1 Kings 19:11-13 (HCSB)

Comments:

Posted by Marshall
May 2, 2015 at 9:37 am

with the circus or the mundane, Jesus often finds Himself at our side-line. If we look to identify the “daily routines” of Jesus or His disciples, few dull moments can be marked. Much too intense to be a circus… Far too engaging to be mundane… John, may we know Christ along the incredible journey with Him?

Reply
    Posted by John Enslow
    May 2, 2015 at 11:56 am

    Oh, that we would know Him ever more in all of life’s happenings — from the kitchen sink to the miraculous display. I think that’s the most amazing thing, knowing Him in all of life’s events along our journey. Yes, knowing Him is never dull even in life’s mundanes and knowing Him is too intense to be a circus. Thank you so much for commenting Marshall. Bless you!

    Reply
Posted by Seth
March 2, 2015 at 9:34 am

John, such a needed word. I have flitted about for so long only to come back to the so called mundane. Jesus wants me to know Him in my family, my work, my responsibilitiea. To know Him in a rooted and grounded way. This word roots and grounds my soul back to the still small voice of the Spirit, back to the Lordship of Christ where I can find joy in Him in the simplest of things and that is alright. It’s more than alright!!!

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Posted by Irene
March 2, 2015 at 8:46 am

Yes! John this is an important lesson and you have made me focus again on the word “purpose”. Jesus has told me to take His yoke on me and learn from Him. A yoke indicates work and it is while doing my daily, routine work that His Spirit within me teaches me more than at any other time. He Is Immanuel – God With us – indeed..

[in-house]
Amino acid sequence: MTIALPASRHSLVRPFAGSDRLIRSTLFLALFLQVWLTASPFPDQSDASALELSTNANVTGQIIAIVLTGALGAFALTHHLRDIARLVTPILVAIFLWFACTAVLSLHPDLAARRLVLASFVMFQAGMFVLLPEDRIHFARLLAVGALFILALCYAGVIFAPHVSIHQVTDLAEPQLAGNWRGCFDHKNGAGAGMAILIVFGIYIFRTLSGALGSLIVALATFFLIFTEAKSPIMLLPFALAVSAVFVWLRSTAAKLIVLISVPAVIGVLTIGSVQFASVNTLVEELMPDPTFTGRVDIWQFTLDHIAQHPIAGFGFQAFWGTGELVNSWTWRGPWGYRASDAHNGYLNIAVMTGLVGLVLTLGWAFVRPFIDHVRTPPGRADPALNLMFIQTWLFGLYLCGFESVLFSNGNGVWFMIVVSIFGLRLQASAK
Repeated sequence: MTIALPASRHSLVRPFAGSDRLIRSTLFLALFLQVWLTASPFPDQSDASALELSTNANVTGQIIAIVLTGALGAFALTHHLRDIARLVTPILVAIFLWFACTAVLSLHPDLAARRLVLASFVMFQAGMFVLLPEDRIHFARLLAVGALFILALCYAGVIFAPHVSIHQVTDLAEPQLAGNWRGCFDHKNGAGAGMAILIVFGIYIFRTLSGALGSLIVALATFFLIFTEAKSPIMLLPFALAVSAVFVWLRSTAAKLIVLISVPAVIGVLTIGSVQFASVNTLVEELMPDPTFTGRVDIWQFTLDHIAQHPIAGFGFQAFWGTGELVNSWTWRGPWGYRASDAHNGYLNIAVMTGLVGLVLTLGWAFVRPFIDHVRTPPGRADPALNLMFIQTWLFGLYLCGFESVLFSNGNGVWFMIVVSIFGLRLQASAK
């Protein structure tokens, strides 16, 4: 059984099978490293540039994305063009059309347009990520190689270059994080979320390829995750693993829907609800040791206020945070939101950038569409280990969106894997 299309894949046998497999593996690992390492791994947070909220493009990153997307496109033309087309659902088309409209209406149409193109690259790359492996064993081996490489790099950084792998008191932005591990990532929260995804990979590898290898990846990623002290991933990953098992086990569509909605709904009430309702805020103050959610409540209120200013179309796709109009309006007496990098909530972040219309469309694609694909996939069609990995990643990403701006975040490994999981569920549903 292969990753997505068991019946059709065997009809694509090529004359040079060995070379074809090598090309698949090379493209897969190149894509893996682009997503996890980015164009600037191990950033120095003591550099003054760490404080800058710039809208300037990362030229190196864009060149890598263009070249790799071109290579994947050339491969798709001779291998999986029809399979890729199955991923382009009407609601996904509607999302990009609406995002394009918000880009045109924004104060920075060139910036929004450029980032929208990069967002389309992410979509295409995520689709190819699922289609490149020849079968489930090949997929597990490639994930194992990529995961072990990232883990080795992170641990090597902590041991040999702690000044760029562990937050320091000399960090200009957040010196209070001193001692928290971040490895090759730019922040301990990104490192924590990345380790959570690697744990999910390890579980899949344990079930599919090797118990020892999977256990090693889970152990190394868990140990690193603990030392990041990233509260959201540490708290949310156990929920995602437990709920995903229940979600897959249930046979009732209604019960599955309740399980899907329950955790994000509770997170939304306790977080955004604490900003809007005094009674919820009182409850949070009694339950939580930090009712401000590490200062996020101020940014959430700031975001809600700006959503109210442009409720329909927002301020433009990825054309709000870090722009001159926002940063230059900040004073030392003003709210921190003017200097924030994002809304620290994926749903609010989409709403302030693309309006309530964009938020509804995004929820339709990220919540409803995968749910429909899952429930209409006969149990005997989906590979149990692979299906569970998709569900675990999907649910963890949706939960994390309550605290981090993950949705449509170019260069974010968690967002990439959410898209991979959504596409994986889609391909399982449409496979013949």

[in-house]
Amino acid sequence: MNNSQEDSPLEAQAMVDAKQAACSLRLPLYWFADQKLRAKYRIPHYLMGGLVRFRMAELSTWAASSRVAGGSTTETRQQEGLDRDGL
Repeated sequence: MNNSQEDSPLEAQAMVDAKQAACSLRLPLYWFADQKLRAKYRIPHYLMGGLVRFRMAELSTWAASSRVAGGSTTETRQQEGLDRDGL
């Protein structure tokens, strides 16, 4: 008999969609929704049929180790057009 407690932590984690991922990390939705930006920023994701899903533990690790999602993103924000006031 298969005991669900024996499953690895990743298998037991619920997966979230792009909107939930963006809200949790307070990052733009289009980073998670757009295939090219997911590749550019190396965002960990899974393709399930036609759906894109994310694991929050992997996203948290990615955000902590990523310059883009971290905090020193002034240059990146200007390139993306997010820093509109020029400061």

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Posted by sue
March 2, 2015 at 7:14 am

I agree with all these comments. Truly a precious word to us:”He built us to dwell in our common places….Christ wants to be found by us in our daily routines….where the soul and spirit find true satisfaction (IN HIM)
THANK YOU JOHN and GOD

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Posted by Tammy
March 2, 2015 at 7:01 am

Ahhhh…”Peace I leave with you, My peace I give to you; not as the world gives do I give to you…” And it is His peace that this message brings. Amen

Bless you
Love

Reply
Posted by Paul
March 2, 2015 at 6:43 am

Wow, John, is right, Sam!

Did you ever wax eloquent in this blog today! The writing and word-smithing is beautiful (You really had that “Martha” anointing as you wrote this! 🙂 but the message is powerful and so important for so many in Christendom, especially in charismatic circles. I wish you could submit this article to Charisma for publication!

I’m so blessed and encouraged today to be reminded that God is in the mundane! Thanks, John!!

Reply
Posted by Sam
March 2, 2015 at 6:27 am

Wow John. Thank you.